Meaning: we usually take something that already exists and innovate within that paradigm. This isn’t a terrible thing. “First principles” is a physics way of looking at the world. Meaning: throughout history, thousands of pundits have claimed that a certain industry, design pattern, object or idea had reached its peak. So, from first principles, we say: what are the material constituents of the batteries? Entrepreneurship Design Programming. Jeff Bezos' 2 Pizza Rule: Why Small Teams Work More Productively. 3K Flares Filament.io 3K Flares × Bigger doesn’t mean better when it comes to work. Jeff Bezos, the CEO of Amazon famously coined this with the 2 Pizza rule: One former executive recalled that, at an offsite retreat where some managers suggested that employees should start communicating more with each other, Mr. Bezos stood up and declared, “No, communication is terrible!” According to Bezos, there have to be “two pizza teams”: if a team couldn’t be fed with two pizzas, it was too big.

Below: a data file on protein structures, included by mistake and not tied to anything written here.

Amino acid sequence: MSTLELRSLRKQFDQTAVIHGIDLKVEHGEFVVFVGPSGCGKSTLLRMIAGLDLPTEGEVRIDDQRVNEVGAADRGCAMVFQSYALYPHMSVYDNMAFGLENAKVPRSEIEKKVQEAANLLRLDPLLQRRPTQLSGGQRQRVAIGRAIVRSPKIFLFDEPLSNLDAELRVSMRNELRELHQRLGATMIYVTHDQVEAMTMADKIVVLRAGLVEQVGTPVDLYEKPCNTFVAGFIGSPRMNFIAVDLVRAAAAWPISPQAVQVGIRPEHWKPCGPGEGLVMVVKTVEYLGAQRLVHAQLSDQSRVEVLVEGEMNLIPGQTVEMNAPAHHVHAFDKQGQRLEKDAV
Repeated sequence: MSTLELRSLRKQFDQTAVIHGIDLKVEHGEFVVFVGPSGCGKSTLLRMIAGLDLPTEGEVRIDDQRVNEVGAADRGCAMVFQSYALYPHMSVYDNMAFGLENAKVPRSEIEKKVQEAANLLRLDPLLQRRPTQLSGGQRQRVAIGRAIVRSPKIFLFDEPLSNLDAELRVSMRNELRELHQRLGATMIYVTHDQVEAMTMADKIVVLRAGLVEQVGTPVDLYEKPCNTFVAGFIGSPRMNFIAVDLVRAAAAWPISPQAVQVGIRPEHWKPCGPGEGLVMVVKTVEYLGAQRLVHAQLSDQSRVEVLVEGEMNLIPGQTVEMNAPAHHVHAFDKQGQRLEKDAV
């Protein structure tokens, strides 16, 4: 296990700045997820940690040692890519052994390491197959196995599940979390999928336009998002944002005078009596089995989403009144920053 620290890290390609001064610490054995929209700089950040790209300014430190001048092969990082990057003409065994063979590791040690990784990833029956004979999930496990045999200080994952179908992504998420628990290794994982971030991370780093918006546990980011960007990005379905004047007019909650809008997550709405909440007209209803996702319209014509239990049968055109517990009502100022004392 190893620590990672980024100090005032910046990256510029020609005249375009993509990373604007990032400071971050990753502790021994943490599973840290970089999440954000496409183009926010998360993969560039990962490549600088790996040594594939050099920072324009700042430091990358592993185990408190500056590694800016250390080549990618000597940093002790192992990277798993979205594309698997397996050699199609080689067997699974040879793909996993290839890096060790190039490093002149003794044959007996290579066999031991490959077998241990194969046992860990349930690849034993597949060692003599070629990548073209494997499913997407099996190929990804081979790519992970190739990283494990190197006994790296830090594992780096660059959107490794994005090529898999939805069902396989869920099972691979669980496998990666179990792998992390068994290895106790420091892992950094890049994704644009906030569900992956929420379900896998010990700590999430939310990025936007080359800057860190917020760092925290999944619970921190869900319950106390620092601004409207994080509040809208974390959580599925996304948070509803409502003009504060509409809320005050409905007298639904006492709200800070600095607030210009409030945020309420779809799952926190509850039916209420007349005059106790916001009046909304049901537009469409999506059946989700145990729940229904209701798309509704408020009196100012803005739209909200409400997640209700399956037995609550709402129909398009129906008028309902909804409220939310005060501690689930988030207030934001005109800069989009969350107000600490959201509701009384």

Working with a small, scrappy startup team, I often find myself wishing for more brains on deck to work on cool projects, build more shiny features, and talk with our customers. In fact, the conventional wisdom that two heads are better than one — or the more brains you have on a problem the better — is completely wrong. As group size rises, all sorts of issues spring up. Forget herding cats, here’s why herding humans is challenge enough.